Skip to main content Skip to main content

Join the Spring Turkey Hunting Fan Club

Using a turkey's tail fan will draw tough-to-find toms top-pin close. Here's how it works.

Join the Spring Turkey Hunting Fan Club

The sight of tail feathers on display prompts gobblers to think there’s a breedable hen nearby. It’ll often bring them running. (Shutterstock image)

Aside from hens, one thing that will get a spring gobbler’s attention is another gobbler displaying his fan. Seeing a tail feathers and thinking there’s a hen ready to be bred nearby, an unsuspecting tom will rush in to challenge the fanning bird for breeding rights. Bowhunters can use this to their advantage by employing a real fan as a decoy.

The standard operating procedure for decoying turkeys is to erect a blind along a field edge, place a jake or strutter with a hen or two within slam-dunk bow range and wait ’em out. This works well most of the time. However, there are instances when a run-and-gun approach is more effective. With a shotgun, that’s no problem; with a bow, it’s a whole other story. Trying to belly crawl into bow range then coax birds into position for a shot is kind of like trying to sneak the sunrise past a rooster.


I learned about the fanning technique decades ago while hunting Merriam’s gobblers out West, and since then I’ve employed it across the country. Here’s how it works.

THE SETUP

Two hunters sally forth, attempting to locate birds by calling and/or glassing openings in the woods or spotting birds working fields. Once a gobbler is located, they get as close as they can before setting set up in whatever cover is available.

The fanner—lying prone—raises a turkey tail fan, hides his face behind it and peeks through the feathers or uses brush to screen his face as he peeks off to one side, slowly moving it back and forth. The shooter is behind the fanner and slightly off to one side, hidden by brush and the fan. The fan will eventually get the gobbler’s attention, and when it does he’ll come running. It isn’t unusual to get a shot at less than 20 yards, though sometimes much closer.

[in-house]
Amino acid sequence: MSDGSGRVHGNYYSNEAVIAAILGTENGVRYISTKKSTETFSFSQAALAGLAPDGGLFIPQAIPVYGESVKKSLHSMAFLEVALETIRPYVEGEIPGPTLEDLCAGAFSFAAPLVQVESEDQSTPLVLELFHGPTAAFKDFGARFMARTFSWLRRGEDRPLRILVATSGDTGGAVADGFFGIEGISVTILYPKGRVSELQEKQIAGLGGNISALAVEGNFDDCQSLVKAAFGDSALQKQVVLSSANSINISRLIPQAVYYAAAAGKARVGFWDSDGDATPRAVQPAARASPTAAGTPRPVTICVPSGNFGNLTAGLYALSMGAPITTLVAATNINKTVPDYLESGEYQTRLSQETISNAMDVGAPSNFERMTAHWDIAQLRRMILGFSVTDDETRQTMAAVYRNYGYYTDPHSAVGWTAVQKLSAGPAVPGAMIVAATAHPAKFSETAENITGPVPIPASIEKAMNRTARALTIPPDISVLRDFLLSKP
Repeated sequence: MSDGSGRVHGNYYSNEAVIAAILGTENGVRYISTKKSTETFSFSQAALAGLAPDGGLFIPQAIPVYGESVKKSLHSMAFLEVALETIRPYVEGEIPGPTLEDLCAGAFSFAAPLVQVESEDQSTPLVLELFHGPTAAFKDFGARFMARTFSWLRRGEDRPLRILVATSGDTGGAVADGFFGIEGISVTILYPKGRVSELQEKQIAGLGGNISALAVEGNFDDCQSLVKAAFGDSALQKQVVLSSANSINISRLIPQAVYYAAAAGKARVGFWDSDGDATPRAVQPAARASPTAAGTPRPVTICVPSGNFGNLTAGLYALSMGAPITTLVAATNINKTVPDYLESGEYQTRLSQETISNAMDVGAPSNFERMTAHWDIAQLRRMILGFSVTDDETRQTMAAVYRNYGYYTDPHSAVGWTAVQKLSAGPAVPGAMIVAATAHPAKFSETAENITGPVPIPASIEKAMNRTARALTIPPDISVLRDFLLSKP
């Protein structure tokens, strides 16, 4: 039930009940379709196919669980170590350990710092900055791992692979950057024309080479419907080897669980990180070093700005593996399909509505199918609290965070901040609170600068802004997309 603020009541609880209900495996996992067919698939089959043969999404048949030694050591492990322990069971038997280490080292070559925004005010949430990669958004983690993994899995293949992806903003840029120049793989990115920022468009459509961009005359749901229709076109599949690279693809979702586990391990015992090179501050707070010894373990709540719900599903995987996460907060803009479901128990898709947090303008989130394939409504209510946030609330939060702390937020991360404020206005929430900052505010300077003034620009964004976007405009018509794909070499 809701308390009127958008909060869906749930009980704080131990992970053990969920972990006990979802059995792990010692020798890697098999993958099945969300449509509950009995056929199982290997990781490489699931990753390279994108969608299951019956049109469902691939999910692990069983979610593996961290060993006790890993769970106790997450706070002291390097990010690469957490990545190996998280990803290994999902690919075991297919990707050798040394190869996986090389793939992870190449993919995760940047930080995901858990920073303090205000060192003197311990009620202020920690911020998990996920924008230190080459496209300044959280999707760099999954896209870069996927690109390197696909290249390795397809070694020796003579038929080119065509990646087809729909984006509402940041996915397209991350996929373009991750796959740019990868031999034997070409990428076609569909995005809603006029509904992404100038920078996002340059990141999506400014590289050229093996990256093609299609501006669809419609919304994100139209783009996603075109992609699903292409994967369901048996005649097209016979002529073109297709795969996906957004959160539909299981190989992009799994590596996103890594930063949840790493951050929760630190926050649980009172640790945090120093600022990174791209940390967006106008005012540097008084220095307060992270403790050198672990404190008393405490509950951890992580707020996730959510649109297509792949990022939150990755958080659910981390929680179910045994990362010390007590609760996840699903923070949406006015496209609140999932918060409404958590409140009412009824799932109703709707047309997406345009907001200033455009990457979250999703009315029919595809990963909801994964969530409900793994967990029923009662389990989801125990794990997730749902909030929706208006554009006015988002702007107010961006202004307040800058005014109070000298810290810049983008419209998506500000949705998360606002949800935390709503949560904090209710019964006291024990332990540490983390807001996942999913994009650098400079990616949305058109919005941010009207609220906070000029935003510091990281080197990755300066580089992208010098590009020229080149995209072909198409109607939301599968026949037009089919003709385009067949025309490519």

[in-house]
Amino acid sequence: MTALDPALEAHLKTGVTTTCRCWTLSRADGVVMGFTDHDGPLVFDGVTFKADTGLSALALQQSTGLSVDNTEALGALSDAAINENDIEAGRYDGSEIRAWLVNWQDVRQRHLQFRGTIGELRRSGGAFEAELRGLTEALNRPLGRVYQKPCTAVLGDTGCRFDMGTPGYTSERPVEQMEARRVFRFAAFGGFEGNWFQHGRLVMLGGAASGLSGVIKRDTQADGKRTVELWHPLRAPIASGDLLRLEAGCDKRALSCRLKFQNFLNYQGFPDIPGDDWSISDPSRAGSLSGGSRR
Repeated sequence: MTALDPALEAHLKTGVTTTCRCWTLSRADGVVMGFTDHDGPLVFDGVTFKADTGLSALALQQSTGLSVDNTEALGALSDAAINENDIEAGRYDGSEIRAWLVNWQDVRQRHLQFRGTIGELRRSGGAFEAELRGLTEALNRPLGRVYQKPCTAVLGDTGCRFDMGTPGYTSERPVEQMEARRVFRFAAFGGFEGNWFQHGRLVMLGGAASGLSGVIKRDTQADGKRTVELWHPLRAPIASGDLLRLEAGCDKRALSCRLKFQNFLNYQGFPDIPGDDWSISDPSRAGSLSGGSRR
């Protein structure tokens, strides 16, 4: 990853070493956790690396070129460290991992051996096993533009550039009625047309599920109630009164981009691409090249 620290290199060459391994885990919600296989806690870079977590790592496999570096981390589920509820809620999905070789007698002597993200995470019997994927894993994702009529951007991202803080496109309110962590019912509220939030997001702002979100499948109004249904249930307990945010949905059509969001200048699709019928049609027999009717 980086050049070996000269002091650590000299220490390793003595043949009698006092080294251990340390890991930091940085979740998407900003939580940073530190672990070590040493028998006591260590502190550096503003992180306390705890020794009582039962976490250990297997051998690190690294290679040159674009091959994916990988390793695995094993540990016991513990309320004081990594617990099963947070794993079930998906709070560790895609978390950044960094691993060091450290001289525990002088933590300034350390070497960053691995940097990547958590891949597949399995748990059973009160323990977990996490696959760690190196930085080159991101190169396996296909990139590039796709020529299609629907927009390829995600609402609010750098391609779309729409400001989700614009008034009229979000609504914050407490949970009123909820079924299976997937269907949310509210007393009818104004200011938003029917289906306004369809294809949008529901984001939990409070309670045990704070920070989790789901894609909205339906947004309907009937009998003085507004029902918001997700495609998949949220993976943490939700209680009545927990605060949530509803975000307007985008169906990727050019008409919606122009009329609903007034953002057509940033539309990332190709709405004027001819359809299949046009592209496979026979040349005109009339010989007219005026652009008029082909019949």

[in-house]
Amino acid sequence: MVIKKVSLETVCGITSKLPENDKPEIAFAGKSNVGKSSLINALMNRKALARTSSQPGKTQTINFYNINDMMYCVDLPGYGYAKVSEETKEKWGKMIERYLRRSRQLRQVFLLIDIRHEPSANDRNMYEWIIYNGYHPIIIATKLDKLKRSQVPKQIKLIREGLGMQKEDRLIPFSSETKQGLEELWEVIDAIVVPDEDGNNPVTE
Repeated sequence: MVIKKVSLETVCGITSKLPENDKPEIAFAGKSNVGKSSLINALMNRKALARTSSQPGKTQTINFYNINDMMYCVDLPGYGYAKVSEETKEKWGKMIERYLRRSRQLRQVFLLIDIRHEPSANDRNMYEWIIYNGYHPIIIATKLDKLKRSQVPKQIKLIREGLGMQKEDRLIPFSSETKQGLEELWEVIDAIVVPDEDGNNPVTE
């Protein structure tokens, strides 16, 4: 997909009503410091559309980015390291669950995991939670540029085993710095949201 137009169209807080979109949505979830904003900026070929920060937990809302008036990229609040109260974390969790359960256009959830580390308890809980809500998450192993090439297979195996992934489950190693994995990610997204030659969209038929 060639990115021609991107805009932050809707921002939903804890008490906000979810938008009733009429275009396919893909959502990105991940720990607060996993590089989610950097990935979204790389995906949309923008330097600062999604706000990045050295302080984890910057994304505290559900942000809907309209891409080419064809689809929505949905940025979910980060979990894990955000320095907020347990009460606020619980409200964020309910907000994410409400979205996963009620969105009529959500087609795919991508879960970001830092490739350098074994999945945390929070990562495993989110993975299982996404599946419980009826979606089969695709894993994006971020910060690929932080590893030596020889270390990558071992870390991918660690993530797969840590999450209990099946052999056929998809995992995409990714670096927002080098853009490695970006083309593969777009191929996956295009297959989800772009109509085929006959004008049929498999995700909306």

Initially I thought this was some sort of fraternity prank, like jumping blindfolded into a pile of cow manure after being told it’s a field of clover. That first year, after we’d slammed a half-dozen big gobblers and had several more misses—a couple on birds so close I think I could have reached out and grabbed them—I was hooked.

Nothing gets your blood pumping like having multiple gobblers running as fast as they can right at you. Because the shooter is hidden behind the fanner and often is screened out, he can’t see the birds approaching, so the fanner makes the call and the archer then must be able to get up on his knees, locate the target and pound him quickly without panicking. Really.

A charging gobbler may not be as dangerous as an attacking grizzly bear or Cape buffalo, but it is guaranteed to get your heart beating at
hummingbird levels.

SAFETY FIRST

Before you run out and try this yourself, a quick note about safety. Using a fan is much the same as using a life-sized gobbler decoy. If you’re hunting spots where you might encounter other hunters—especially on public land and/or places where shotgun season is open—be aware that there are some trigger-happy hunters out there who might shoot without identifying their target first. Whenever I encounter other hunters, I quickly pack up and move to another area to avoid any conflicts or potential safety hazards.